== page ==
BRIDGING THE DIGITAL SKILLS AND LITERACY GAP
My grades have improved since I started taking these assessments from the Jazz Smart School programme. Learning has become more fun, especially with the games. Everyone loves to learn more every day. Our teachers also get to focus more on each student’s individual needs
Grade nine student
Education now means something different to Saira Ali, a year nine student in Pakistan’s capital, Islamabad. Since joining the Jazz Smart School programme, Saira has experienced what she describes as an “extraordinary” change of learning environment.
“I absolutely love the friendly atmosphere that has been created between students and teachers”, she says. “My grades have improved since I started taking these assessments from the Jazz Smart School programme. Learning has become more fun, especially with the games. Everyone loves to learn more every day. Our teachers also get to focus more on each student’s individual needs.”
Of the population of 200 million people, approximately 43% under 15 years old are not as fortunate as Saira. According to Pakistan’s 2018 Education Statistics Report, almost 23 million school-age children – including 12 million girls – are not in any form of education. For those who are being educated, basic numeracy and literacy skills often lag behind international benchmarks.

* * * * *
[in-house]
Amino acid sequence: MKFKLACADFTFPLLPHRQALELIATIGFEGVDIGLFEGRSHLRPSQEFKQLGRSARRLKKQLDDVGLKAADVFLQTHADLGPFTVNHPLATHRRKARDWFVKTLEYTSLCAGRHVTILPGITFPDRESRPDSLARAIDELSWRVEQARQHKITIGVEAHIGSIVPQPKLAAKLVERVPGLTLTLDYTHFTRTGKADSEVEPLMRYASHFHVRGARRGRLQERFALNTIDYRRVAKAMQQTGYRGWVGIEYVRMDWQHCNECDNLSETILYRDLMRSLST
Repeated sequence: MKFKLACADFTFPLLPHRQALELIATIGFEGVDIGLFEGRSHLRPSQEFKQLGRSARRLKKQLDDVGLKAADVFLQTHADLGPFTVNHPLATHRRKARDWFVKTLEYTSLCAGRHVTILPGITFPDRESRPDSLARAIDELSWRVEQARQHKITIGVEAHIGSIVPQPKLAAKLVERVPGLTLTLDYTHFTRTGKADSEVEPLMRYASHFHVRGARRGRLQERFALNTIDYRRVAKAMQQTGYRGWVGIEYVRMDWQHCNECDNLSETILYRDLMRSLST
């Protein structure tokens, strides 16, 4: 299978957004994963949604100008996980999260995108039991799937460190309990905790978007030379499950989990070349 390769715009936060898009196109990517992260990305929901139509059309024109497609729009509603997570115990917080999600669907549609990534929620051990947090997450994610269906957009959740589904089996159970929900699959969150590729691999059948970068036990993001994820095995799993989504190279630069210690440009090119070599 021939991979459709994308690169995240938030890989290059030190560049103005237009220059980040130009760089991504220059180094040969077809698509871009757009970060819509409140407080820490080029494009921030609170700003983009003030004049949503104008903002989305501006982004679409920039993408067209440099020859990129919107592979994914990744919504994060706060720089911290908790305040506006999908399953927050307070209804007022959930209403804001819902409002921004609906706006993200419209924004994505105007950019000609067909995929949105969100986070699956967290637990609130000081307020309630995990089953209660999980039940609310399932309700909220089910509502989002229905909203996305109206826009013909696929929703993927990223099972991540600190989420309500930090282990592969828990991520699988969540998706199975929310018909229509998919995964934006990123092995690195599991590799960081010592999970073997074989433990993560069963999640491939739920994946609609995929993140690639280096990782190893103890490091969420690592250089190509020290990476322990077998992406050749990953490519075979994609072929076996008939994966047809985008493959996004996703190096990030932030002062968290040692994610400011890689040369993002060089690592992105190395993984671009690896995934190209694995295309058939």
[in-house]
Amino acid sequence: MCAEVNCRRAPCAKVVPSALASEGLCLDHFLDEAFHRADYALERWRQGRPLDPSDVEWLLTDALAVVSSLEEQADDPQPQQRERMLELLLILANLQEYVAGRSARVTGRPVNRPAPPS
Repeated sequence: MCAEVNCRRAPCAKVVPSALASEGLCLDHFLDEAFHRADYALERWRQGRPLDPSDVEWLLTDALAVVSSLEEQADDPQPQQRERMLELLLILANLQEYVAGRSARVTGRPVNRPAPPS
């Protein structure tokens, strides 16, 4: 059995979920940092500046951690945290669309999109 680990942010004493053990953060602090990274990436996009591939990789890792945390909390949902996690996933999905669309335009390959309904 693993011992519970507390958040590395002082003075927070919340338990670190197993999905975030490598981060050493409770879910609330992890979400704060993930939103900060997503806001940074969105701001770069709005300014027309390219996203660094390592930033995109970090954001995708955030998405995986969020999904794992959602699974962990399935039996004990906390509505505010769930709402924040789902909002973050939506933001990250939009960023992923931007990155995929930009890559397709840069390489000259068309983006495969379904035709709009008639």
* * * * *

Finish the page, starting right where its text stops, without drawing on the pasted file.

To help improve digital skills and literacy among female students, Jazz – the country’s largest mobile operator – launched the Jazz Smart School Programme in 2017.
It uses mobile technology to improve teaching quality and accountability with techniques such as app-based performance dashboards and web-portals to track results.
By the end of 2018, more than 25,000 female students aged between 12 and 16, along with 600 female teachers across 75 public-sector schools in Islamabad have benefitted from the Jazz Smart School programme. Evaluation has shown significant improvements in learning outcomes, teaching quality, student engagement, technology users, accountability, and results monitoring.
We are proud to partner with the knowledge platform and Jazz for this innovative intervention. We believe this will improve learning outcomes for students. In addition, I am sure such public and private partnership models will not only help create a conducive learning environment but will also expose our public-sector students to 21st century trends
Prime Minister's Adviser - Education Reform Programme